Current Environment:

Connecting Families with Health and Wellness Resources

Headquartered in Mission Hill, Sociedad Latina just celebrated its 50th birthday, making it Boston’s oldest Latino-focused youth-serving organization.

Using a grant from Boston Children’s Collaboration for Community Health, Sociedad Latina has created and launched Padres Comprometidos (Committed Parents), a program aimed at helping Latino, Spanish-speaking, and immigrant families discover and explore health and wellness opportunities that focus on nutrition and fitness.

Parent engagement has been a cornerstone of Sociedad Latina’s approach throughout its half-century history, notes associate director Lydia Emmons. The group works with Boston middle-school students and, through those students, reaches entire families. Why middle school, rather than elementary-school-aged children? “We find that in the elementary years, there’s a very natural parent involvement,” Emmons says. Once they hit middle school, “it takes a bit more doing to retain that family involvement. And once they hit high school,” she laughs, “it takes a lot more doing.”

Clearly, this approach toward long-term engagement works — more than 60 percent of Sociedad Latina’s middle-school students stay with the program into high school.

Helping families adjust

Padres Comprometidos kicked off this spring with activities in East Boston. The clients, all recent immigrants, hailed from Central America, in particular El Salvador and Guatemala. Participants “have plenty of knowledge about eating healthy,” Emmons says, “but it doesn’t always translate to the northeast. Access to food, and our relationship with food, is very different here. There’s much more processed food, for example. The question becomes, how do you navigate what’s here in the city?”

Sociedad Latina has developed a myriad of ways to assist, keeping the focus on health and health equity. Early on, there was a family potluck dinner, with participants bringing traditional recipes. Here’s the twist: The program brought in a nutritionist who helped clients make such changes as reducing sodium and exploring leaner meat options — without compromising the character of the dishes.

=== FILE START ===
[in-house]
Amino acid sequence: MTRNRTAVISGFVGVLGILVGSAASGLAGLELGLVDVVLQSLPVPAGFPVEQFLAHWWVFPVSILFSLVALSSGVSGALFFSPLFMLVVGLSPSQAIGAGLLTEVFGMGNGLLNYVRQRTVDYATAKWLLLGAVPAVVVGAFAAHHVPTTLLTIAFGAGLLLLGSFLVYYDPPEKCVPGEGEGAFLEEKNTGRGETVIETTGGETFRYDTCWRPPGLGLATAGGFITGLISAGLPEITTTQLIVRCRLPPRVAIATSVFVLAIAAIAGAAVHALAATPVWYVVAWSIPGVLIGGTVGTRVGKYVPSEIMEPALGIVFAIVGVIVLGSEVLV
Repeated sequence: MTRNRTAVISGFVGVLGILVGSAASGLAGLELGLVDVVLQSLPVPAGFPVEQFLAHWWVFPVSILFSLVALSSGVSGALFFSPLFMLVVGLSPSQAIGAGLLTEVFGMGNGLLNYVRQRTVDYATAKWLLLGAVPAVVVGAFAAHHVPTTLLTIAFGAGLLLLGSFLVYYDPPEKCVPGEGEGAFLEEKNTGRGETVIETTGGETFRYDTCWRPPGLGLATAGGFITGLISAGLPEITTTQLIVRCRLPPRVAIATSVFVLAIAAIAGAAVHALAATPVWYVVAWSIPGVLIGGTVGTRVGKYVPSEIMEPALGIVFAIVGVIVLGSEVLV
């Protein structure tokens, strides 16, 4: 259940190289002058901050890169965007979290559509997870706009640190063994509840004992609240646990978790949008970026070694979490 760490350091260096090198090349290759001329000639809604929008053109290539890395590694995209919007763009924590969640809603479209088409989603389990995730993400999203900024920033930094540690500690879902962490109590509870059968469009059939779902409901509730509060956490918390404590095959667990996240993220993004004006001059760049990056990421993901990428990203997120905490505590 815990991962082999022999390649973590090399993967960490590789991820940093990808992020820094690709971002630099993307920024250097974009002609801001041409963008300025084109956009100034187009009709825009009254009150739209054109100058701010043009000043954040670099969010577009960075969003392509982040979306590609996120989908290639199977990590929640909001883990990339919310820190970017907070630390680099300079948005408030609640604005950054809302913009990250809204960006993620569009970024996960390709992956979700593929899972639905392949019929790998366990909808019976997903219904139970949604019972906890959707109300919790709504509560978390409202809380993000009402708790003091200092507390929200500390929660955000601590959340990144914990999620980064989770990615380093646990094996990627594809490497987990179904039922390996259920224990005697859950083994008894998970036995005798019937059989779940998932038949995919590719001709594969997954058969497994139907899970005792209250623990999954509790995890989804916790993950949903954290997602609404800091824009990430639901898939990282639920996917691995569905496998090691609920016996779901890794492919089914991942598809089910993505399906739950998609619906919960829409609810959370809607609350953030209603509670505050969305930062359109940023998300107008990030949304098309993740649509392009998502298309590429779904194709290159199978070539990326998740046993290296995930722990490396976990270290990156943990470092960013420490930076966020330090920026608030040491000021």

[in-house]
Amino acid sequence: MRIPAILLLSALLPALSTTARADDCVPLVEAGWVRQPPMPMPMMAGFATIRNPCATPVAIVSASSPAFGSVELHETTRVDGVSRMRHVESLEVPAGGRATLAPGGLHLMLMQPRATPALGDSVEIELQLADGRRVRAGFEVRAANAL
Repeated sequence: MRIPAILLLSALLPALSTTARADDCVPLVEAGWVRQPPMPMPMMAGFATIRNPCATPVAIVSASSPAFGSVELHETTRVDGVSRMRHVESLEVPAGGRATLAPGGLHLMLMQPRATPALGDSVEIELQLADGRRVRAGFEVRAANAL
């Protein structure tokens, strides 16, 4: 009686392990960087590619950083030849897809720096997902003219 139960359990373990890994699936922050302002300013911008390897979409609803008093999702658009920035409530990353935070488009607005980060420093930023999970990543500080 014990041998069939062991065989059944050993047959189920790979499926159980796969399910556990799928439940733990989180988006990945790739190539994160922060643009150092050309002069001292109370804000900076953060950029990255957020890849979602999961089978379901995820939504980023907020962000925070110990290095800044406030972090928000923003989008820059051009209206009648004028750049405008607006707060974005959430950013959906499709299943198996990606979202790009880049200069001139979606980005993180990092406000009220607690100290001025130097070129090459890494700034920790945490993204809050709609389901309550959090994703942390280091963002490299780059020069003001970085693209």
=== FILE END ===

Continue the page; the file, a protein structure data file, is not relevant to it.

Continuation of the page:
The nutritionist also led tours of local grocery stores. Not only did this demystify the stores — a vital benefit for recent immigrants, many of whom are learning English — but more lessons were learned about healthy options and affordability.

Maria Elena, who recently moved from El Salvador to East Boston, first connected with Sociedad Latina through participating in a Zumba class. Through a translator, she says she has found the programs both fascinating and helpful. “I drink less fruit juice now,” she says, “because of all the sugar. Less juice, more water.” Using less salt in her cooking, fewer pre-packaged condiments, and more herbs are also useful tips, she adds. “I’m learning a lot. It’s been so good for all of us.”

The Collaboration for Community Health funds will allow Sociedad Latina to measure the success of the program by looking at changes in participants’ health behaviors and knowledge. Emmons says this sort of follow-up will prove invaluable in fine-tuning the program.

Plans for the future

As Padres Comprometidos gains traction, Sociedad Latina has created ambitious, yet feasible, next steps. “We’d like to reach out to other health and wellness business leaders in the community,” Emmons says, “to sort of map out what it would look like for Mission Hill to be a healthy community supporting families.” That means demystifying health spaces, creating an infrastructure with open access to all those resources, and expanding programs like Padres Comprometidos.

To Elena, Sociedad Latina has been a key part of her welcome to Boston, where the high price of fruits and vegetables is about the only downside. What started with a Zumba class has turned into something far greater. That’s music to Emmons’ ears. “We’re sharing meals, we’re building community ties,” she says. “It’s all leading to broader discussions about what health means.”